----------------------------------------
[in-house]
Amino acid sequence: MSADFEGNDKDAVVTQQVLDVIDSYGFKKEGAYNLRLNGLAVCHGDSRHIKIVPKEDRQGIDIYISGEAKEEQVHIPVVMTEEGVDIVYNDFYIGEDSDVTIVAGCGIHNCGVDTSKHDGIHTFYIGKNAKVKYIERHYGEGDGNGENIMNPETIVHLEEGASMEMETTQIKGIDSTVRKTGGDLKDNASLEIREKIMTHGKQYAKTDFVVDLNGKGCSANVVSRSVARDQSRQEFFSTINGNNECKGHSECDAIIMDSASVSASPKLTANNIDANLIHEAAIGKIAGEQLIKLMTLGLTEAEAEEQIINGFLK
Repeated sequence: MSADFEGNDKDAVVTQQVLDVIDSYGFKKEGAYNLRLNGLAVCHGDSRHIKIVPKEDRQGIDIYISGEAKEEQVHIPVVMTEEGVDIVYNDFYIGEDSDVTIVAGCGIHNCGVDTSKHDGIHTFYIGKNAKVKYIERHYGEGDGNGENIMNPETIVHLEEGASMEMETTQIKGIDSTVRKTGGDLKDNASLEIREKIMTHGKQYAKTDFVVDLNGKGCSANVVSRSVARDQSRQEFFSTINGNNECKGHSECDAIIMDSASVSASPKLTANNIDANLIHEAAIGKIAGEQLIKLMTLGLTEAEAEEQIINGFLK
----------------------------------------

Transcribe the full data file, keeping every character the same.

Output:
[in-house]
Amino acid sequence: MSADFEGNDKDAVVTQQVLDVIDSYGFKKEGAYNLRLNGLAVCHGDSRHIKIVPKEDRQGIDIYISGEAKEEQVHIPVVMTEEGVDIVYNDFYIGEDSDVTIVAGCGIHNCGVDTSKHDGIHTFYIGKNAKVKYIERHYGEGDGNGENIMNPETIVHLEEGASMEMETTQIKGIDSTVRKTGGDLKDNASLEIREKIMTHGKQYAKTDFVVDLNGKGCSANVVSRSVARDQSRQEFFSTINGNNECKGHSECDAIIMDSASVSASPKLTANNIDANLIHEAAIGKIAGEQLIKLMTLGLTEAEAEEQIINGFLK
Repeated sequence: MSADFEGNDKDAVVTQQVLDVIDSYGFKKEGAYNLRLNGLAVCHGDSRHIKIVPKEDRQGIDIYISGEAKEEQVHIPVVMTEEGVDIVYNDFYIGEDSDVTIVAGCGIHNCGVDTSKHDGIHTFYIGKNAKVKYIERHYGEGDGNGENIMNPETIVHLEEGASMEMETTQIKGIDSTVRKTGGDLKDNASLEIREKIMTHGKQYAKTDFVVDLNGKGCSANVVSRSVARDQSRQEFFSTINGNNECKGHSECDAIIMDSASVSASPKLTANNIDANLIHEAAIGKIAGEQLIKLMTLGLTEAEAEEQIINGFLK